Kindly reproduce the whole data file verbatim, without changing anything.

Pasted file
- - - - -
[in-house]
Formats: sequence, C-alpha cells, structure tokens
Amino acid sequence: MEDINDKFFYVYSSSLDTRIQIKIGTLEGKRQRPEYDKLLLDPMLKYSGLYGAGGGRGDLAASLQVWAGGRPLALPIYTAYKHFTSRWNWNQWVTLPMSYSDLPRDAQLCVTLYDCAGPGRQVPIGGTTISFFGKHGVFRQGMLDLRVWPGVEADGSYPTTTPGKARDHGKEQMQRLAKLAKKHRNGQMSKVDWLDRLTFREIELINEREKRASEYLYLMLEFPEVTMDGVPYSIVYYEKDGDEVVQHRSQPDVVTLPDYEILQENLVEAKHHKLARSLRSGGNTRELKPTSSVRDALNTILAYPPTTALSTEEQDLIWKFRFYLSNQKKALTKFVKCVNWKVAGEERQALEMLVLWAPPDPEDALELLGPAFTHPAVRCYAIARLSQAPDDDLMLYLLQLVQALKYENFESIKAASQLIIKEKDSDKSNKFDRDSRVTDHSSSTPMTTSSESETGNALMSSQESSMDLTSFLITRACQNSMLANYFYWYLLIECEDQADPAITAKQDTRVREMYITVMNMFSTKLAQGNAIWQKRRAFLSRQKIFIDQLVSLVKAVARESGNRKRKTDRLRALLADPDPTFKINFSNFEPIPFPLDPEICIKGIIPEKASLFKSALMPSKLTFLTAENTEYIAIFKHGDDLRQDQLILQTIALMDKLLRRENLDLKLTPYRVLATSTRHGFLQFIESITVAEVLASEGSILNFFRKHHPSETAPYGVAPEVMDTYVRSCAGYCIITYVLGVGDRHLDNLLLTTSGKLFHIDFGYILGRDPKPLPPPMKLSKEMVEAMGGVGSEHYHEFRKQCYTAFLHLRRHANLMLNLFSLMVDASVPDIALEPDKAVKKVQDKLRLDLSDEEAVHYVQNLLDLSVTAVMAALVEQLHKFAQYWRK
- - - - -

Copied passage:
[in-house]
Formats: sequence, C-alpha cells, structure tokens
Amino acid sequence: MEDINDKFFYVYSSSLDTRIQIKIGTLEGKRQRPEYDKLLLDPMLKYSGLYGAGGGRGDLAASLQVWAGGRPLALPIYTAYKHFTSRWNWNQWVTLPMSYSDLPRDAQLCVTLYDCAGPGRQVPIGGTTISFFGKHGVFRQGMLDLRVWPGVEADGSYPTTTPGKARDHGKEQMQRLAKLAKKHRNGQMSKVDWLDRLTFREIELINEREKRASEYLYLMLEFPEVTMDGVPYSIVYYEKDGDEVVQHRSQPDVVTLPDYEILQENLVEAKHHKLARSLRSGGNTRELKPTSSVRDALNTILAYPPTTALSTEEQDLIWKFRFYLSNQKKALTKFVKCVNWKVAGEERQALEMLVLWAPPDPEDALELLGPAFTHPAVRCYAIARLSQAPDDDLMLYLLQLVQALKYENFESIKAASQLIIKEKDSDKSNKFDRDSRVTDHSSSTPMTTSSESETGNALMSSQESSMDLTSFLITRACQNSMLANYFYWYLLIECEDQADPAITAKQDTRVREMYITVMNMFSTKLAQGNAIWQKRRAFLSRQKIFIDQLVSLVKAVARESGNRKRKTDRLRALLADPDPTFKINFSNFEPIPFPLDPEICIKGIIPEKASLFKSALMPSKLTFLTAENTEYIAIFKHGDDLRQDQLILQTIALMDKLLRRENLDLKLTPYRVLATSTRHGFLQFIESITVAEVLASEGSILNFFRKHHPSETAPYGVAPEVMDTYVRSCAGYCIITYVLGVGDRHLDNLLLTTSGKLFHIDFGYILGRDPKPLPPPMKLSKEMVEAMGGVGSEHYHEFRKQCYTAFLHLRRHANLMLNLFSLMVDASVPDIALEPDKAVKKVQDKLRLDLSDEEAVHYVQNLLDLSVTAVMAALVEQLHKFAQYWRK